2012-09-06 Vatican Radio(Vatican Radio) Europe’s bishops are calling on EU leaders to stop subjecting social policy to criteria of economic profitability.
In a statement released at the end of a three day summit in Cyprus, theCouncil of the Episcopal Conferences of Europe (CCEE) bishops responsible for social issues note an increasing social exclusion with a significant lack of adequate social protection for people worst hit by the crisis.
The bishops confirmed the conviction that Europe needs Christianity and that Christians have a special responsibility for the future of Europe.
Below the full text of their concluding statement:
The concerns of the European bishops:
The European crisis is not just economic but first of all anthropological
At the root of the current crisis situation which the European continent is experiencing lie not only the serious problems connected with the economic-financial systems, but above all the lack of an anthropological and social vision focused on solidarity and subsidiarity. This was the view expressed by the European bishops responsible for social issues meeting in Cyprus from 3-5 September. Social policies cannot be built on simple criteria of profitability, which puts a strain on the social cohesion of the old continent. The future of Europe and social exclusion are real challenges for the Church, committed to proclaiming the Gospel of Jesus who brings true justice and peace to the world.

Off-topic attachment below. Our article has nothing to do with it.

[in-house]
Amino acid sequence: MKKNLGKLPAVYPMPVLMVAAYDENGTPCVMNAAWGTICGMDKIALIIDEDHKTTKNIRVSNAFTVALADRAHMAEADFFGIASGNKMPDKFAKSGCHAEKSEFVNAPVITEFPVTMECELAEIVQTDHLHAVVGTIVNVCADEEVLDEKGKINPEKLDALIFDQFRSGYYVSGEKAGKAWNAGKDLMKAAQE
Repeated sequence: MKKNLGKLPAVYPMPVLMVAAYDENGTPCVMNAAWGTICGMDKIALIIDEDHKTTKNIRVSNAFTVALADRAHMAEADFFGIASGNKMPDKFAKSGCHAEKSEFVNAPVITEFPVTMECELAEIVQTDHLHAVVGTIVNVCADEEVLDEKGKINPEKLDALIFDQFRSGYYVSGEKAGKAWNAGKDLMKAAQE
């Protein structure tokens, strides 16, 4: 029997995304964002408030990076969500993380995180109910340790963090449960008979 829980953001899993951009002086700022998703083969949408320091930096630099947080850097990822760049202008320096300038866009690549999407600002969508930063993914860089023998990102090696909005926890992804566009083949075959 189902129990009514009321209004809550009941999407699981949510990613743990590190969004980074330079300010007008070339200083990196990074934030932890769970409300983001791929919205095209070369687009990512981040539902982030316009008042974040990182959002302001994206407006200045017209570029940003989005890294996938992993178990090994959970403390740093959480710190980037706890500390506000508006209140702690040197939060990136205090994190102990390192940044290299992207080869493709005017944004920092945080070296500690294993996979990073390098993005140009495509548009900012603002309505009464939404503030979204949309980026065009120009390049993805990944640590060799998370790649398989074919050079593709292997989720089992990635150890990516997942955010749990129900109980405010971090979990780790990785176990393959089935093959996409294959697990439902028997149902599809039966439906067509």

The European bishops, responsible for pastoral social issues in their respective Bishops’ Conferences, met for three working days (3-5 September) in Nicosia, Cyprus, for the first meeting of the Caritas in veritate Commission of the Council of European Episcopal Conferences (CCEE), chaired by His Grace Mgr Giampaolo Crepaldi, who led the meeting. The participants were welcomed by the Maronite Eparchy of Cyprus and its Archbishop, His Grace Mgr Youssef Soueif.
In Cyprus, the European delegates met His Excellency Dimitris Christofias, President of the Republic of Cyprus and duty President of the Council of the European Union for this second semester of 2012. He wished to express his concern about the crisis in Europe and his Government’s commitment to seek to strengthen the Union’s social policies. They were also received by His Beatitude Chrysostomos II, Orthodox Archbishop of Cyprus, as a testimony of the good relations existing between the two Churches. The participants were delighted at the visit and greeting from Cardinal Angelo Bagnasco, CCEE Vice-president.
The bishops met to reflect together on the Church’s role in strengthening social cohesion in Europe. To animate the discussions of the national delegates were the interventions of the Archbishop of Dublin, Mgr Diarmuid Martin; of the Professor from the Pontifical Lateran University, Vincenzo Buonomo; and, finally, from two members of the Cypriot Parliament, Professor Andreas Pitsillides and Professor Marios Mavrides.